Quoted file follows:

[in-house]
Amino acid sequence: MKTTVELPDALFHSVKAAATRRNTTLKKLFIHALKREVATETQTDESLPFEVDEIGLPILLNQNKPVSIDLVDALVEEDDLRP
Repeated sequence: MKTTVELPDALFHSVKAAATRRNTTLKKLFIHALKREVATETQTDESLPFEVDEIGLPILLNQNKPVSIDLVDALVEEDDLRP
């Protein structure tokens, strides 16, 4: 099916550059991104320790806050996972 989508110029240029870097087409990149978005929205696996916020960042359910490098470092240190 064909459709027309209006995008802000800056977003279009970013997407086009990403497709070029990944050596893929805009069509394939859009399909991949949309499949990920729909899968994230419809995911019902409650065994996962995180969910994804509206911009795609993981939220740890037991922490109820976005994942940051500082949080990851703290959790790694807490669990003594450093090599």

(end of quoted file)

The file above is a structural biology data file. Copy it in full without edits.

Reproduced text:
[in-house]
Amino acid sequence: MKTTVELPDALFHSVKAAATRRNTTLKKLFIHALKREVATETQTDESLPFEVDEIGLPILLNQNKPVSIDLVDALVEEDDLRP
Repeated sequence: MKTTVELPDALFHSVKAAATRRNTTLKKLFIHALKREVATETQTDESLPFEVDEIGLPILLNQNKPVSIDLVDALVEEDDLRP
């Protein structure tokens, strides 16, 4: 099916550059991104320790806050996972 989508110029240029870097087409990149978005929205696996916020960042359910490098470092240190 064909459709027309209006995008802000800056977003279009970013997407086009990403497709070029990944050596893929805009069509394939859009399909991949949309499949990920729909899968994230419809995911019902409650065994996962995180969910994804509206911009795609993981939220740890037991922490109820976005994942940051500082949080990851703290959790790694807490669990003594450093090599």